Professor Norm Matloff
University of California, Davis
(author of The Art of Debugging, NSP, 2008 )
Pound for pound, PuDB is one of the nicest debugging tools I've seen. Its simplicity and eye appeal is great for those who haven't used debugging tools before, and it has sufficient features to be usable by experienced programmers as well. Its compact footprint makes it nice for debugging client/server network code. For complex work, say threads code, I would suggest WinPDB (which, in spite of its name, is cross-platform, NOT specific to MS Windows), but I am using PuDB myself quite productively.
The way that a debugging tool helps you find your bugs is that it makes it easy to apply what I call the Principle of Confirmation:
Keep confirming that what you are "sure" is true, really is true. Eventually you'll find something that doesn't confirm, and then you'll probably have pinpointing the location of a bug.
Are you "sure" that your variable w has the value 88 on line 20? Confirm it! Are you "sure" that in a certain if/else statement, the code takes the else branch in a certain situation? Confirm it! A debugging tool makes this easy to do, by allowing you to execute your program line by line, querying the values of variables along the way.
into a command (i.e. shell) window. (On Linux or Mac platforms, you'll need to prefix the command with sudo.) If you don't have easy_install, download the package from the PuDB home page, unpack it, go to the resulting directory and type
python setup.py install
You may also need urwid. Try running PuDB first, but if it says it needs urwid, you can install it on Ubuntu, for instance, vai
sudo apt-get install python-urwid
As our example, let's debug code that does a binary search. We have a sorted list, say [5,12,13], and a value we wish to insert into the list. Our function findinspt() will return the index of the insertion point. Say we wish to insert 6 into [5,12,13]. Then the insertion point would be 1, since the 6 would go just before 12, which has index 1 in the list. The insertion point for 1 would be 0, since 1 would go before the 5. The insertion point for 16 would be 3, meaning that it would go past the last element, 13, which has index 2.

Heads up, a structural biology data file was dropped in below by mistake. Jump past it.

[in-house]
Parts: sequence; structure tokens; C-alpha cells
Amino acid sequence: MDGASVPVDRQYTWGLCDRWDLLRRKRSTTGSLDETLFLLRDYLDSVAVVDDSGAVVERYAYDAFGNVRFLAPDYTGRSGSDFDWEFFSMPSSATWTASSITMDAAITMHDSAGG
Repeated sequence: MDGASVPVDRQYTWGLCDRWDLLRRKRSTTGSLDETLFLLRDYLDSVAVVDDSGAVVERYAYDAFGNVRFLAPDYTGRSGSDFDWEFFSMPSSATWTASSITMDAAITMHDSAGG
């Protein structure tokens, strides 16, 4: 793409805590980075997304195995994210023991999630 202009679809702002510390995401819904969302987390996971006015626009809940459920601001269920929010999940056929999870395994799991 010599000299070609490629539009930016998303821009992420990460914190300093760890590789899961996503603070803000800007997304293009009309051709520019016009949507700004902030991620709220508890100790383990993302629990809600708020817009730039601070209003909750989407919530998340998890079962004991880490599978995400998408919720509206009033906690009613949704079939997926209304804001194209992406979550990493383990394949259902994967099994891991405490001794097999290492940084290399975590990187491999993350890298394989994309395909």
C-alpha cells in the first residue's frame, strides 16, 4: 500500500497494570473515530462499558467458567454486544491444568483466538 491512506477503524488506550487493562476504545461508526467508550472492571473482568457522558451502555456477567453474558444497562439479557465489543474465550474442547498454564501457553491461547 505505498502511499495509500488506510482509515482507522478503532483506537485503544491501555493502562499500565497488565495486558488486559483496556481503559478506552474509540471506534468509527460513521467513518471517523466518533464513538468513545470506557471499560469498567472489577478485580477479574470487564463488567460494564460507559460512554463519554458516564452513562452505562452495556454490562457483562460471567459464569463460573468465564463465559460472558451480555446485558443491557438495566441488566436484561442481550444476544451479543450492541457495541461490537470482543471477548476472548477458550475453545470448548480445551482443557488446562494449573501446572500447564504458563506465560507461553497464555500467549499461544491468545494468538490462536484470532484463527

Here's our code, in the file binsearch.py:
# example program to demonstrate PuDB debugger; finds insertion point in # a sorted list def findinspt(x,xnew): # returns insertion point of xnew in x n = len(x) lo = 0 hi = n-1 while True: mid = (lo + hi) / 2 if xnew > x[mid]: lo = mid + 1 else: hi = mid if xnew == x[mid]: return mid y = [5,12,13] print findinspt(y,3) print findinspt(y,8) print findinspt(y,12) print findinspt(y,30)
The idea of a debugging tool,
So, let's run our code under PuDB. To do this, we type
python -m pudb.run binsearch.py
in a command window. The result will look like this:
We see our code in the main box on the left, with highlighting on the line we will next execute, which is
def findinspt(x,xnew): # returns insertion point of xnew in x
You might think it odd that we are about to "execute" that definition, but this is how Python works. The action to be "executed" is defining a function.
But let's go down to the first line of "real" execution,
y = [5,12,13]
We do this by hitting the n key ("next"). The screen now looks like this:
Sure enough, the line
y = [5,12,13]
is now highlighted, meaning that we are about to execute it. To do so, hit n again, with the following result:
Note that in the Variables section at the upper-right, our variable y is shown, but its value is not. To display it, we use the arrow keys to navigate over there (right-arrow, then down-arrow to y), and hit Enter. We get a dialog window:
We now arrow-key our way down to the Expanded entry, hit Enter, then right-arrow to OK, and hit Enter again. The screen now looks like this:
So, we see the values of y now. We now hit the left-arrow key to return to the code subwindow.At this point, we have two choices. One would be to hit n again, going to the next print statement. Or we could we hit the s ("step into the function") key, resulting in our going to the line
n = len(x)